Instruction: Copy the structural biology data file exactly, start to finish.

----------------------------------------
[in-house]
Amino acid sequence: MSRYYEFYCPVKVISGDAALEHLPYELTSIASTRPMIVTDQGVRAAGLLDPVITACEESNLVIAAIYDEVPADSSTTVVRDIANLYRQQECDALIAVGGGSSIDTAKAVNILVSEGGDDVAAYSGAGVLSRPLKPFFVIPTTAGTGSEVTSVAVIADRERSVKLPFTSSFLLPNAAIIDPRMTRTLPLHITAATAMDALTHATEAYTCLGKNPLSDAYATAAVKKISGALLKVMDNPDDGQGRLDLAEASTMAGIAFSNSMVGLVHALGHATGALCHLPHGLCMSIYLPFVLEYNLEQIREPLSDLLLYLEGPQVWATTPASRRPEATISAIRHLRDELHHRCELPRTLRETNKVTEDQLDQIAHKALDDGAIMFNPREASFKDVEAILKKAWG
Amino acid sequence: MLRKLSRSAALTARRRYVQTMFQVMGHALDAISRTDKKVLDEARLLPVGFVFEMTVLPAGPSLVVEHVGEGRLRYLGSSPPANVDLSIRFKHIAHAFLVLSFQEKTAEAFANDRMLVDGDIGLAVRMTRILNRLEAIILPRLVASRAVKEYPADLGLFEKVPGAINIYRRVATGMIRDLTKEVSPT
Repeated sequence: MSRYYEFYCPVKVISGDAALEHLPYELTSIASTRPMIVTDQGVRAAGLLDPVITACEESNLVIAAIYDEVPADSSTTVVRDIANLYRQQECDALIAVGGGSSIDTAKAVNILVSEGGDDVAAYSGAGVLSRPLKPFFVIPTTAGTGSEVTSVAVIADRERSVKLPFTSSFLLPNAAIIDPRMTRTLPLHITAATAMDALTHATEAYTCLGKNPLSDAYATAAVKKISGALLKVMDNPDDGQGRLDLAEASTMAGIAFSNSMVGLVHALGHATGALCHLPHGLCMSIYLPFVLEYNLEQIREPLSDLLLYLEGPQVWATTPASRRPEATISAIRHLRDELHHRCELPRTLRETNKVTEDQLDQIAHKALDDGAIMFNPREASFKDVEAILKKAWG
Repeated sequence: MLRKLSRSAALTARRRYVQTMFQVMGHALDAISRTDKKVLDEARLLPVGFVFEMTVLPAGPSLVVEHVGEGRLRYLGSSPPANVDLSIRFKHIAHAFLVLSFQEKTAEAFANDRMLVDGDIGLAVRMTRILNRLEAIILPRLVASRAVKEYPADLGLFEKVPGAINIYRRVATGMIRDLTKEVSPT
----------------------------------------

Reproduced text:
[in-house]
Amino acid sequence: MSRYYEFYCPVKVISGDAALEHLPYELTSIASTRPMIVTDQGVRAAGLLDPVITACEESNLVIAAIYDEVPADSSTTVVRDIANLYRQQECDALIAVGGGSSIDTAKAVNILVSEGGDDVAAYSGAGVLSRPLKPFFVIPTTAGTGSEVTSVAVIADRERSVKLPFTSSFLLPNAAIIDPRMTRTLPLHITAATAMDALTHATEAYTCLGKNPLSDAYATAAVKKISGALLKVMDNPDDGQGRLDLAEASTMAGIAFSNSMVGLVHALGHATGALCHLPHGLCMSIYLPFVLEYNLEQIREPLSDLLLYLEGPQVWATTPASRRPEATISAIRHLRDELHHRCELPRTLRETNKVTEDQLDQIAHKALDDGAIMFNPREASFKDVEAILKKAWG
Amino acid sequence: MLRKLSRSAALTARRRYVQTMFQVMGHALDAISRTDKKVLDEARLLPVGFVFEMTVLPAGPSLVVEHVGEGRLRYLGSSPPANVDLSIRFKHIAHAFLVLSFQEKTAEAFANDRMLVDGDIGLAVRMTRILNRLEAIILPRLVASRAVKEYPADLGLFEKVPGAINIYRRVATGMIRDLTKEVSPT
Repeated sequence: MSRYYEFYCPVKVISGDAALEHLPYELTSIASTRPMIVTDQGVRAAGLLDPVITACEESNLVIAAIYDEVPADSSTTVVRDIANLYRQQECDALIAVGGGSSIDTAKAVNILVSEGGDDVAAYSGAGVLSRPLKPFFVIPTTAGTGSEVTSVAVIADRERSVKLPFTSSFLLPNAAIIDPRMTRTLPLHITAATAMDALTHATEAYTCLGKNPLSDAYATAAVKKISGALLKVMDNPDDGQGRLDLAEASTMAGIAFSNSMVGLVHALGHATGALCHLPHGLCMSIYLPFVLEYNLEQIREPLSDLLLYLEGPQVWATTPASRRPEATISAIRHLRDELHHRCELPRTLRETNKVTEDQLDQIAHKALDDGAIMFNPREASFKDVEAILKKAWG
Repeated sequence: MLRKLSRSAALTARRRYVQTMFQVMGHALDAISRTDKKVLDEARLLPVGFVFEMTVLPAGPSLVVEHVGEGRLRYLGSSPPANVDLSIRFKHIAHAFLVLSFQEKTAEAFANDRMLVDGDIGLAVRMTRILNRLEAIILPRLVASRAVKEYPADLGLFEKVPGAINIYRRVATGMIRDLTKEVSPT